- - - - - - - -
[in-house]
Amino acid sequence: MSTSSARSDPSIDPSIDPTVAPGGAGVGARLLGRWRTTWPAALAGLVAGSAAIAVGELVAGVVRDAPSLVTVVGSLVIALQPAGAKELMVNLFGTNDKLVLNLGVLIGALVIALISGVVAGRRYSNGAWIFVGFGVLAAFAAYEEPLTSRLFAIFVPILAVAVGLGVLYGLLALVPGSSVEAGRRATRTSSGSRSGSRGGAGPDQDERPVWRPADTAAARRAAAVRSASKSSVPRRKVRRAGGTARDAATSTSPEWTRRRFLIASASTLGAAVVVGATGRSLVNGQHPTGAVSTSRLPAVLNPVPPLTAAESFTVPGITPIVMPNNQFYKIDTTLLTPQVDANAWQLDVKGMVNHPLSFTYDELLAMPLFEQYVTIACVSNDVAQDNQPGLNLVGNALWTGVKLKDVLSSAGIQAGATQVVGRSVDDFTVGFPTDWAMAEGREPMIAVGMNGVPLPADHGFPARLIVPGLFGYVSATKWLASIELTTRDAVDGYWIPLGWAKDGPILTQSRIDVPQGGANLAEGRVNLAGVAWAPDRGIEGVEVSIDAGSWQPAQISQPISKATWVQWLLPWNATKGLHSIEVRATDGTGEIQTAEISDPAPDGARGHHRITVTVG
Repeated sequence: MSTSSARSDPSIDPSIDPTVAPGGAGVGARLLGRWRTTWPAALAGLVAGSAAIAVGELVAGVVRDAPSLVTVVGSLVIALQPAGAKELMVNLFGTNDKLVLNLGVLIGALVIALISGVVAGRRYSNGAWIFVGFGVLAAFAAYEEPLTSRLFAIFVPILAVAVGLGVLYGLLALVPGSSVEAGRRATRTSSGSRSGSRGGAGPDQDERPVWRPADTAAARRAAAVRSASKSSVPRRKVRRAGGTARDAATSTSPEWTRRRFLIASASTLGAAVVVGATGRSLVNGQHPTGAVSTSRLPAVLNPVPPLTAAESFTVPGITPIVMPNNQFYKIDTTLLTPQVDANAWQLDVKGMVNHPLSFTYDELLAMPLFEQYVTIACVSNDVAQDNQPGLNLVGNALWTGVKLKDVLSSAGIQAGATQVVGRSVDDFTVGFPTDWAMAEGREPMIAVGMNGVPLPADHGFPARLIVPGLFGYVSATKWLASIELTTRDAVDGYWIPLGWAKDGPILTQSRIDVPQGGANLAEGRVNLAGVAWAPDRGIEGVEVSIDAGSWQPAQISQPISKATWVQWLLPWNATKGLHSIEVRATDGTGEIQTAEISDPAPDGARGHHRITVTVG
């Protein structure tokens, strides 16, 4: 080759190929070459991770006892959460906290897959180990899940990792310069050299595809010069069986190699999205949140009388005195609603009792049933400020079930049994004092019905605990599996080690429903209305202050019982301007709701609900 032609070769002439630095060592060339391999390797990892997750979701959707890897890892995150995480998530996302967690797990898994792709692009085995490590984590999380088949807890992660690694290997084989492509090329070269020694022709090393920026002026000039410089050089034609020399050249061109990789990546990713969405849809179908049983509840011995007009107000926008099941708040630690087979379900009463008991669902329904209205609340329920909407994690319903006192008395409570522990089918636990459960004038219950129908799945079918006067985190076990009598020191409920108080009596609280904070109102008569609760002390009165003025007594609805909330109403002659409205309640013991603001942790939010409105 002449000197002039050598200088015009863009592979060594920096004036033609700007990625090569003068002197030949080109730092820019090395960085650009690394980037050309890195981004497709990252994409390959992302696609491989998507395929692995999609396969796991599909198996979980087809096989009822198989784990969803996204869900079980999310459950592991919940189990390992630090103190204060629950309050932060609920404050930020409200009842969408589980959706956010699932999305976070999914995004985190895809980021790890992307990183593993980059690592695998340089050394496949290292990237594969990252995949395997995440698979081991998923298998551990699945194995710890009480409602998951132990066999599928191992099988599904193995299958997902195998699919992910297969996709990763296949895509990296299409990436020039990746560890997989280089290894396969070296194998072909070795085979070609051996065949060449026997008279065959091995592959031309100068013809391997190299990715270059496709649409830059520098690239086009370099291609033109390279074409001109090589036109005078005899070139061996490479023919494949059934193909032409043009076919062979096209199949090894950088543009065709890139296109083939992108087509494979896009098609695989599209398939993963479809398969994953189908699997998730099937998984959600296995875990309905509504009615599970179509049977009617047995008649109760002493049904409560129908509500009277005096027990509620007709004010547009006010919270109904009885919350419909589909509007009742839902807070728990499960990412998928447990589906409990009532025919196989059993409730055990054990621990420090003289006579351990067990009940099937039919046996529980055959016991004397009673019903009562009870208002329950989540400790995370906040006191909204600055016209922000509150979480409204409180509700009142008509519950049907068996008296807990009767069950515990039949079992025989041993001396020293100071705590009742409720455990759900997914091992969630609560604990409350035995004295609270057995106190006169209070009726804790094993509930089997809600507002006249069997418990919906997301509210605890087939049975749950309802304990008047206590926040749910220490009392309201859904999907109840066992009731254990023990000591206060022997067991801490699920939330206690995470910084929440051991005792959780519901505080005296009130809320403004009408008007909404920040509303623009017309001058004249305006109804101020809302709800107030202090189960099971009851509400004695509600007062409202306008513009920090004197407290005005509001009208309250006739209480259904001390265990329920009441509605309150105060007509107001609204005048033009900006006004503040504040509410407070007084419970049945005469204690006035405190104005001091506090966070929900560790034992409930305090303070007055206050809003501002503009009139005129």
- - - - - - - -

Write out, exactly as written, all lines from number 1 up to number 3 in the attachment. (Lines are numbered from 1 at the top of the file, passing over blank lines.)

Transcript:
[in-house]
Amino acid sequence: MSTSSARSDPSIDPSIDPTVAPGGAGVGARLLGRWRTTWPAALAGLVAGSAAIAVGELVAGVVRDAPSLVTVVGSLVIALQPAGAKELMVNLFGTNDKLVLNLGVLIGALVIALISGVVAGRRYSNGAWIFVGFGVLAAFAAYEEPLTSRLFAIFVPILAVAVGLGVLYGLLALVPGSSVEAGRRATRTSSGSRSGSRGGAGPDQDERPVWRPADTAAARRAAAVRSASKSSVPRRKVRRAGGTARDAATSTSPEWTRRRFLIASASTLGAAVVVGATGRSLVNGQHPTGAVSTSRLPAVLNPVPPLTAAESFTVPGITPIVMPNNQFYKIDTTLLTPQVDANAWQLDVKGMVNHPLSFTYDELLAMPLFEQYVTIACVSNDVAQDNQPGLNLVGNALWTGVKLKDVLSSAGIQAGATQVVGRSVDDFTVGFPTDWAMAEGREPMIAVGMNGVPLPADHGFPARLIVPGLFGYVSATKWLASIELTTRDAVDGYWIPLGWAKDGPILTQSRIDVPQGGANLAEGRVNLAGVAWAPDRGIEGVEVSIDAGSWQPAQISQPISKATWVQWLLPWNATKGLHSIEVRATDGTGEIQTAEISDPAPDGARGHHRITVTVG
Repeated sequence: MSTSSARSDPSIDPSIDPTVAPGGAGVGARLLGRWRTTWPAALAGLVAGSAAIAVGELVAGVVRDAPSLVTVVGSLVIALQPAGAKELMVNLFGTNDKLVLNLGVLIGALVIALISGVVAGRRYSNGAWIFVGFGVLAAFAAYEEPLTSRLFAIFVPILAVAVGLGVLYGLLALVPGSSVEAGRRATRTSSGSRSGSRGGAGPDQDERPVWRPADTAAARRAAAVRSASKSSVPRRKVRRAGGTARDAATSTSPEWTRRRFLIASASTLGAAVVVGATGRSLVNGQHPTGAVSTSRLPAVLNPVPPLTAAESFTVPGITPIVMPNNQFYKIDTTLLTPQVDANAWQLDVKGMVNHPLSFTYDELLAMPLFEQYVTIACVSNDVAQDNQPGLNLVGNALWTGVKLKDVLSSAGIQAGATQVVGRSVDDFTVGFPTDWAMAEGREPMIAVGMNGVPLPADHGFPARLIVPGLFGYVSATKWLASIELTTRDAVDGYWIPLGWAKDGPILTQSRIDVPQGGANLAEGRVNLAGVAWAPDRGIEGVEVSIDAGSWQPAQISQPISKATWVQWLLPWNATKGLHSIEVRATDGTGEIQTAEISDPAPDGARGHHRITVTVG